How Bonhams Helps To Inflate The Bubble – A Case Study

by Oliver Klimek on October 31, 2012

This is a followup to my recent article about the failed Bowmore 1957 auction. After it had been published I was pointed to an interesting blog post that gives us a different angle on the whisky pricing issue.

Curiously, Bonhams is involved again. This is because of another outcome of their recent New York auction that would probably have gone unnoticed if it was not for the clever folks of the L.A. Whisk(e)y Society who reported that quite a few recent cheap bourbon bottles were misdescribed as “ca. 1950s” and hence sold for triple digit bids.

Of course this touches the subjects of sincerity and professionalism of a well-reputed auction house. I don’t want to accuse Bonhams of deliberately misleading bidders, but if they did not intend to do so, then their whisky experts must have had a very bad day when they were writing the lot descriptions. It is their bloody job to make sure a description is as accurate as possible, regardless of any exclusion clauses in the terms of service. Describing a 1996 vintage bottle as “ca. 1950s” is inexcusable.

But in a twisted way we can be thankful to Bonhams here. The high auction results for these El-Cheapo bourbons perfectly highlight the current situation of the whisky auction market. People buy those presumable ‘dusties’ blindly without even knowing what liquid they bid on: modern bourbon of unknown provenance exported in bulk and bottled elsewhere under fancy names that – (im)properly described – give the illusion of long-lost brands.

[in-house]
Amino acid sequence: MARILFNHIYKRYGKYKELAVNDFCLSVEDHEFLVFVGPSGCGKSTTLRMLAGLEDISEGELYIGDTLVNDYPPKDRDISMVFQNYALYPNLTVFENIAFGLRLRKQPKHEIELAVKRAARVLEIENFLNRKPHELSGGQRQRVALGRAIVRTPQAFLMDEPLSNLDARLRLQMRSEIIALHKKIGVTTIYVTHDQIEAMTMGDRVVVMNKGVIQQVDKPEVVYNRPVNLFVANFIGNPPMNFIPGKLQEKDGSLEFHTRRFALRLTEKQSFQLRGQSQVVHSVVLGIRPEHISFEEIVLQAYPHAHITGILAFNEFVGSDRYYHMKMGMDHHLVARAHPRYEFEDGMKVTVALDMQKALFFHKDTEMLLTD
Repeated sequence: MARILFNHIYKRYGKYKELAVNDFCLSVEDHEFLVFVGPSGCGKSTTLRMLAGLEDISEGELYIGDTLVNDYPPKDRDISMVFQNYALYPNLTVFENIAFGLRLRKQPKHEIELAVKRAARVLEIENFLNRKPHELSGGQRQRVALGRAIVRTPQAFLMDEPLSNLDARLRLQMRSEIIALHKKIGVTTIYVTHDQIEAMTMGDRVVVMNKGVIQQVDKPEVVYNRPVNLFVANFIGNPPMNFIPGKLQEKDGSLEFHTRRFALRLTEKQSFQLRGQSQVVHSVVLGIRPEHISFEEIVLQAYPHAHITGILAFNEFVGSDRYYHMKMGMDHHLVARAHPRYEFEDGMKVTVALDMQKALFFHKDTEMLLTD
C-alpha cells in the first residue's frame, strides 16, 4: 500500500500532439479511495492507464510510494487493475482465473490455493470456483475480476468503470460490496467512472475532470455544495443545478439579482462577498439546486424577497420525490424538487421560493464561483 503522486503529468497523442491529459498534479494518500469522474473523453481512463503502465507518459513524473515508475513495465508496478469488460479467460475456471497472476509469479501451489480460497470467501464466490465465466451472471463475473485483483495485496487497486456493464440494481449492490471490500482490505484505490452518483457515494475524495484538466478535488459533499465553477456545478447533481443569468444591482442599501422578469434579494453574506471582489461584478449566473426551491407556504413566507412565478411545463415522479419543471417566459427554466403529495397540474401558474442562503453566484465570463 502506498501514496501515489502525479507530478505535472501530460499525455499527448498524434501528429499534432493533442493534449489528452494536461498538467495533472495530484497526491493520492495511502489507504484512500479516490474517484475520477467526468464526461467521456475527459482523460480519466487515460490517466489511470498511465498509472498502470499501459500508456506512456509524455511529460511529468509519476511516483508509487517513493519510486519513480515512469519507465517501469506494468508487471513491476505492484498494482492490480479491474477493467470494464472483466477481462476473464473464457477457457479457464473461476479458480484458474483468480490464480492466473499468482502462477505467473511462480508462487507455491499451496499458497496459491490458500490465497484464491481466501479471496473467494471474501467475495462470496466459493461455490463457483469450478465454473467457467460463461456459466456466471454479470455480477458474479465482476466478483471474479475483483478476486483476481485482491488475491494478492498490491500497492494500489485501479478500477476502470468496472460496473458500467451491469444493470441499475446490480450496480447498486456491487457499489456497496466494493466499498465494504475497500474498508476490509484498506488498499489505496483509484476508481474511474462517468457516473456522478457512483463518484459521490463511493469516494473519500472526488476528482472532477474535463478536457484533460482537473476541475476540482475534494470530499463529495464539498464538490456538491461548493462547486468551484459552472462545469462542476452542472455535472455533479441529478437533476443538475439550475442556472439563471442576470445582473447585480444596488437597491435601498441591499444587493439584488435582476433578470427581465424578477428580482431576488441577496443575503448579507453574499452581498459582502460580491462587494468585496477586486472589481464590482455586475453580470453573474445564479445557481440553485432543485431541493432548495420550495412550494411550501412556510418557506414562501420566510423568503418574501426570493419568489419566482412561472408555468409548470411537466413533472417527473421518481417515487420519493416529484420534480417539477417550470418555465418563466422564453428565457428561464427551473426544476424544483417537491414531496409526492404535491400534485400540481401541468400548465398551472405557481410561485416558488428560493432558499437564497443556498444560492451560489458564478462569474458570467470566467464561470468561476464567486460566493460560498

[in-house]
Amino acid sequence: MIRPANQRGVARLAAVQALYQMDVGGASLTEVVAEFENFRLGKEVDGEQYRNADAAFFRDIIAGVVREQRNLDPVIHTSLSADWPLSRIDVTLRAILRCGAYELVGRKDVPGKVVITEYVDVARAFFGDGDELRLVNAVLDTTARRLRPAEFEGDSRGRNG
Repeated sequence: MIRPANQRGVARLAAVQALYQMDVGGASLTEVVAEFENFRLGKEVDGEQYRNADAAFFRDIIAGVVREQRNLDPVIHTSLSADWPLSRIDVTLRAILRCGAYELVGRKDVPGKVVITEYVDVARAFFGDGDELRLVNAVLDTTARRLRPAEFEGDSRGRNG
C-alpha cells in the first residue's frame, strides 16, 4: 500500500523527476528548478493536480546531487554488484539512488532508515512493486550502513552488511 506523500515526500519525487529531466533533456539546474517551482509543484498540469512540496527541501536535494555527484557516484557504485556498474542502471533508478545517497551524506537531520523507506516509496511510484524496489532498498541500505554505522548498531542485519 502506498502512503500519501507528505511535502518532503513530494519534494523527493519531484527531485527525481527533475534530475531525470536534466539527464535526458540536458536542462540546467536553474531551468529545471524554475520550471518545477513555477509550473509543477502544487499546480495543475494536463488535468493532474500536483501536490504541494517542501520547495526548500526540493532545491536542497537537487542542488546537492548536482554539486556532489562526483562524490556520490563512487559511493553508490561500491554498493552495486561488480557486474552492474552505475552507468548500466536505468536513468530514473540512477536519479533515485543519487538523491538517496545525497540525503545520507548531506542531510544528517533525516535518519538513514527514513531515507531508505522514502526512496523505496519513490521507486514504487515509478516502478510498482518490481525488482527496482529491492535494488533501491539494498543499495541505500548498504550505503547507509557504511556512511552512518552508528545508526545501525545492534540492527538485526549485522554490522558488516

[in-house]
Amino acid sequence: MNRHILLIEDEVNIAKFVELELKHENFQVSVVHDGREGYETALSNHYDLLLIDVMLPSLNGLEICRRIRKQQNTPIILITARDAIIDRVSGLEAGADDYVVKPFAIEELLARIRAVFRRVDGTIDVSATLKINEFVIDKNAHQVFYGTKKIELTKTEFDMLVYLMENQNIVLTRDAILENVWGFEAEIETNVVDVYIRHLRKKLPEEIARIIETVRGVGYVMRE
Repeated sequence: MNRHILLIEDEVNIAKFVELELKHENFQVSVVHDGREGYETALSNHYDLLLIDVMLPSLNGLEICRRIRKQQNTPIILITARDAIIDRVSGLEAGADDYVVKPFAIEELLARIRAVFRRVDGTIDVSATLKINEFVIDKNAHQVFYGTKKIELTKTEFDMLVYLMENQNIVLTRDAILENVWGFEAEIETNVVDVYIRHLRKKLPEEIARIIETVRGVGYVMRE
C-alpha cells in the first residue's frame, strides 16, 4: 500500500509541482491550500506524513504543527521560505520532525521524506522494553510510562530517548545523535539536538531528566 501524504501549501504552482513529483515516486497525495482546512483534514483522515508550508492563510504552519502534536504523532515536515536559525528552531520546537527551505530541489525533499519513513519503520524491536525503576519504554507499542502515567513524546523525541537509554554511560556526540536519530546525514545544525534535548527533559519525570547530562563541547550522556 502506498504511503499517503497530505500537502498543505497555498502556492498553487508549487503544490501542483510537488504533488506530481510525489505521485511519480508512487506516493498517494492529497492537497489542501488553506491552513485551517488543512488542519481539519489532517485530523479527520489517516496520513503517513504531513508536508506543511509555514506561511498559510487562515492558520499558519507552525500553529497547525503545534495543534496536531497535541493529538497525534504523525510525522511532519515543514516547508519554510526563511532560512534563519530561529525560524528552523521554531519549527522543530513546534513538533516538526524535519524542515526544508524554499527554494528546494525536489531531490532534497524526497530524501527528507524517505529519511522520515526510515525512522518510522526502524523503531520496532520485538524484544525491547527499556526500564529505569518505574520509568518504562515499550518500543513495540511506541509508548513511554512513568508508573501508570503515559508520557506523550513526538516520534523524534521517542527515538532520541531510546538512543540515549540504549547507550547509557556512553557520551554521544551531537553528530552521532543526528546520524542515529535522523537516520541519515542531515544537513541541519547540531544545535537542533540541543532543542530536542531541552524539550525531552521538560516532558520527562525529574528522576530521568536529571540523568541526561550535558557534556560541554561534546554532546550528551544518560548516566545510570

Buyers without any fundamental knowledge have entered the whisky market and pay ludicrous prices for bottom-shelf booze. This is a textbook symptom of the approaching end of a speculative bubble. And of course those fools don’t only bid on misdescribed bottles. They also buy the real goodies with the same amount of ignorance. For instance a bottle of Ardbeg Day was sold for €243 at whiskyauction.com this September. Rare, expensive, old, bingo, who cares about the price then, the only way is up. They can only be saved by even greater fools buying from them… if they ever come around.

Another little piece in this mosaic is the New York based elitist 1494 club of whisky investors, founded by David Clelland, which is so secretive that they don’t even want to disclose their street address. Apart from a luxury car and private jet service they offer, curiously, annual valuations from Bonhams, possibly done by the same people who do the lot descriptions.

Regarding all this in conjunction with the fact that empty bottles of collectable whisky often sell for frankly amazing prices (Lagavulin 25 for €125 to name just one example), I feel creepy shivers running up my spine. Careless auction houses selling fake whisky bottles to clueless ‘investors’ is the last thing the whisky market needs.

Just like in the stock market, in any stage of the cycle it is possible to pick good whisky bottles for prices that allow a profit. But for doing so you need knowledge, the more the better. If you can’t afford the time to learn about whisky and study the market, better keep away from it. It is high time the whisky market is swept clean again.

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{ 7 comments… read them below or add one }